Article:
Why you need a Revenue Recognition Policy

Metrics without parameters are just random numbers.

Metrics without parameters are just random numbers.

When you use Work.software, the point isn’t to see figures that make you feel good. Take the Growth Creation Score, it exists to provide a real and relevant benchmark for how things are going. It also includes factoring in data and variables from all areas of the company, from large orgs to individual employees. As that data evolves over time, so do the final metrics.

Let’s be clear: Running a business is complicated, so there’s no quick trick to keep your numbers on an upward trajectory. However, there is one important box to check, and that’s defining -- and sticking to -- a revenue recognition policy. 

Revenue isn’t subjective, but many businesses make the mistake of treating it that way. The method in which you define revenue shouldn’t fluctuate with each quarter. It’s crucial to identify the exact conditions in which your specific company recognizes and places value on revenue.  A great policy starts with great knowledge.  Formal revenue recognition policies should be written in conjunction with your company’s CPAs, following GAAP structure and have the approval of management.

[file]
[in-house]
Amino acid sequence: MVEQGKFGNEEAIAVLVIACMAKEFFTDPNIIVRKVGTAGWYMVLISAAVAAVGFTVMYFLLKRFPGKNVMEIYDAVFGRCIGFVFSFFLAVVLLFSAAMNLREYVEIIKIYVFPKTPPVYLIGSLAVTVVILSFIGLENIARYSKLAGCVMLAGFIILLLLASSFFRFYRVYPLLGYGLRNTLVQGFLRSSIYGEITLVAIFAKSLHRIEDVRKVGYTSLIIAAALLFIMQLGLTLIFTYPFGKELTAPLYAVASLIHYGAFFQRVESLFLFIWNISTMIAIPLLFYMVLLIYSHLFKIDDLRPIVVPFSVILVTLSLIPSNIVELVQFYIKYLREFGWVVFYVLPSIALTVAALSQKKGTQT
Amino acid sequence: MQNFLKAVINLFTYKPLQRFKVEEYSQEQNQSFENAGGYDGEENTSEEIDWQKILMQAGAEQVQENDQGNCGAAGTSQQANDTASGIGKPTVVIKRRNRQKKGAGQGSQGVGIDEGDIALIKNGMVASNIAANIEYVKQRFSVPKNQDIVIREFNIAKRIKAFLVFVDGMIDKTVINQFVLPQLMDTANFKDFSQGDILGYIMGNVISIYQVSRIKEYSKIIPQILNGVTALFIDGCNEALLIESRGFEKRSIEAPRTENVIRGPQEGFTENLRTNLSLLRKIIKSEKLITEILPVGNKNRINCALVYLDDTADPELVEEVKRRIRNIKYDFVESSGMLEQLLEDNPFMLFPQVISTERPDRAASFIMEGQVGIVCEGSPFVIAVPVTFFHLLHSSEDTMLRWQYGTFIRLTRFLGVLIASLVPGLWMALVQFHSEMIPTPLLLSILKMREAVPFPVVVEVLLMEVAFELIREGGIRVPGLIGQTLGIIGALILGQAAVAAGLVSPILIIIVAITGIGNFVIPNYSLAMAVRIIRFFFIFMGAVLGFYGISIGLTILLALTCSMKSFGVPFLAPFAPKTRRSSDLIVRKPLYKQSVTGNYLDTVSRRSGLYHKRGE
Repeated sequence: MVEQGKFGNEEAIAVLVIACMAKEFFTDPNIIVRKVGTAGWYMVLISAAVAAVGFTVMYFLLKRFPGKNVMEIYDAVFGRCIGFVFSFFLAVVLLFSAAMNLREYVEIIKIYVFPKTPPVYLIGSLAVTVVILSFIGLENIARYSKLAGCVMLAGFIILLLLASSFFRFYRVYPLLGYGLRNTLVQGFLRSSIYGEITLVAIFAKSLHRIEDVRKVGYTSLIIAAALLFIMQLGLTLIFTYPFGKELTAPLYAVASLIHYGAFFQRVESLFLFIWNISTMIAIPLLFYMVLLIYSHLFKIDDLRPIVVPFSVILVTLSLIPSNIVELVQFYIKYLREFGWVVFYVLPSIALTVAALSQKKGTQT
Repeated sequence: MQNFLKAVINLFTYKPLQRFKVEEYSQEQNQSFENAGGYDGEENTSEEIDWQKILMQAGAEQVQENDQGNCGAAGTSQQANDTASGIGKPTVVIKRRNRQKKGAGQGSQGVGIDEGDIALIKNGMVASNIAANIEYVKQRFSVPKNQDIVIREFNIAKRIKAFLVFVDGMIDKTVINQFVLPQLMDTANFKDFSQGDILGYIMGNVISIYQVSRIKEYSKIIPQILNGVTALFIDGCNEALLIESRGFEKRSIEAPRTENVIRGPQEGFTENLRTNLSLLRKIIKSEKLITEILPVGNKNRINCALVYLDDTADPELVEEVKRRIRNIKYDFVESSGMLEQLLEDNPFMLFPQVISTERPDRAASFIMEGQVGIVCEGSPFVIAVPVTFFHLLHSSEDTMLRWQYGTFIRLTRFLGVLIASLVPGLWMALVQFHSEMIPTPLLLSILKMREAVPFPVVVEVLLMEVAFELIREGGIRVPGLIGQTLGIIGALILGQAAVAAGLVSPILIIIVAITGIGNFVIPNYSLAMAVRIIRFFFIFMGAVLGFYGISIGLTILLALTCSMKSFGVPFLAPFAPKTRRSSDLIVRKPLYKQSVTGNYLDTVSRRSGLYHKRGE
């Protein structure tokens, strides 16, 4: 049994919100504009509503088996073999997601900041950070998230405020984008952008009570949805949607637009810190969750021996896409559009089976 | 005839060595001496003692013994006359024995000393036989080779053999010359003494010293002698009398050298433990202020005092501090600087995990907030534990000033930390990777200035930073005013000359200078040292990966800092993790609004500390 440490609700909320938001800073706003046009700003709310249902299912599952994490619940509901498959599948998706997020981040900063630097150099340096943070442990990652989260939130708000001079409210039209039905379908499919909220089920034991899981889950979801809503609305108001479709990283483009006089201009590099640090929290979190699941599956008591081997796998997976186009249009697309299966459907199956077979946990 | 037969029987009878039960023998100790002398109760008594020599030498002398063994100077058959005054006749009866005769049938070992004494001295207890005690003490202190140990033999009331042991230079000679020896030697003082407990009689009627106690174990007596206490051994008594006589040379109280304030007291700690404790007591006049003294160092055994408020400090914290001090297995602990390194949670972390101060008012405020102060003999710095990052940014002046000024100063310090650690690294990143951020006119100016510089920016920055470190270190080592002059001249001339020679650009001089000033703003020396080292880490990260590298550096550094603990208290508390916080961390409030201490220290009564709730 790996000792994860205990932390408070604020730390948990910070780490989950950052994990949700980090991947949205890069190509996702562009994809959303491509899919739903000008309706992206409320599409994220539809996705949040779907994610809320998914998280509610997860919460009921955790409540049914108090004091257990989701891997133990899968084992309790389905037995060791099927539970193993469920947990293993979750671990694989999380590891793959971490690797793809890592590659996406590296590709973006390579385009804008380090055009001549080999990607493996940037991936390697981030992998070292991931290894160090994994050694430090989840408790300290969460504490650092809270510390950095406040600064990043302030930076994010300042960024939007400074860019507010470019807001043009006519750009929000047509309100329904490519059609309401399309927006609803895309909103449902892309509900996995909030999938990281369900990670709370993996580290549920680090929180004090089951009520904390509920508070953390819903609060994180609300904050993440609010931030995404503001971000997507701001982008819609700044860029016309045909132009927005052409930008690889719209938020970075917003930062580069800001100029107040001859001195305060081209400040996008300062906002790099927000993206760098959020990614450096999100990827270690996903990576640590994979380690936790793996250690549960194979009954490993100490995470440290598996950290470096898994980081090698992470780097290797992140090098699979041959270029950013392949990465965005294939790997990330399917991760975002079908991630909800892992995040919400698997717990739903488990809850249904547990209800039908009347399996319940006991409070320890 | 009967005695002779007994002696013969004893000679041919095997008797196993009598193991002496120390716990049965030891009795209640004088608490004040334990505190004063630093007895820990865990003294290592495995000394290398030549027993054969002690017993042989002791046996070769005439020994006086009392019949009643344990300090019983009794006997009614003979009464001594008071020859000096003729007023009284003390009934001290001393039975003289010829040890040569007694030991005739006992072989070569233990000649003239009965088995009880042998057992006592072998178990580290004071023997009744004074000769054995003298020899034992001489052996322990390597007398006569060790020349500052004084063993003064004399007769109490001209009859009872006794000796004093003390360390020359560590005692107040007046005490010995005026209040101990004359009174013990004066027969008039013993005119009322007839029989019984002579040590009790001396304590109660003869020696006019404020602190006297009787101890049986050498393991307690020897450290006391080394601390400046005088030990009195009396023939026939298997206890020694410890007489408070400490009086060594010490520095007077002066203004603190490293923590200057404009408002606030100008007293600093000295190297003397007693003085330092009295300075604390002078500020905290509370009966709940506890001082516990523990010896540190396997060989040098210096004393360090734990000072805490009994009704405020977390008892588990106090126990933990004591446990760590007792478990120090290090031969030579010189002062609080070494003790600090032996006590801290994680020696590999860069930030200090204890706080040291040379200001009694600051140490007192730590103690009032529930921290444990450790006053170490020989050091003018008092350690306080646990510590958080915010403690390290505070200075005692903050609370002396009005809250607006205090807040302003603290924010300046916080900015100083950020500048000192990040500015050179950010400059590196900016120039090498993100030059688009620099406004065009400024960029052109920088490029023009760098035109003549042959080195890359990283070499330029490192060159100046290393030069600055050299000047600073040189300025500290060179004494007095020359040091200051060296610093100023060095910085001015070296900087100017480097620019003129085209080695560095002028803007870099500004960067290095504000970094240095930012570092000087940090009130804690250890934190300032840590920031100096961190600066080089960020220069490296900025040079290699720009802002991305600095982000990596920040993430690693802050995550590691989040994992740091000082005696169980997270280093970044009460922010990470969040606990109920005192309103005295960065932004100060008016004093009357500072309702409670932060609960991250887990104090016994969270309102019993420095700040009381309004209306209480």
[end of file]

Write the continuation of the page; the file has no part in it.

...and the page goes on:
When you adhere to a strictly-defined revenue recognition policy, you’re avoiding the pitfall of taking cash flow for granted. Whether it’s been an incredible year or one that missed the mark, management and investors know that there’s nothing sketchy about your numbers -- and that reassurance can make all the difference when it comes time to exit.

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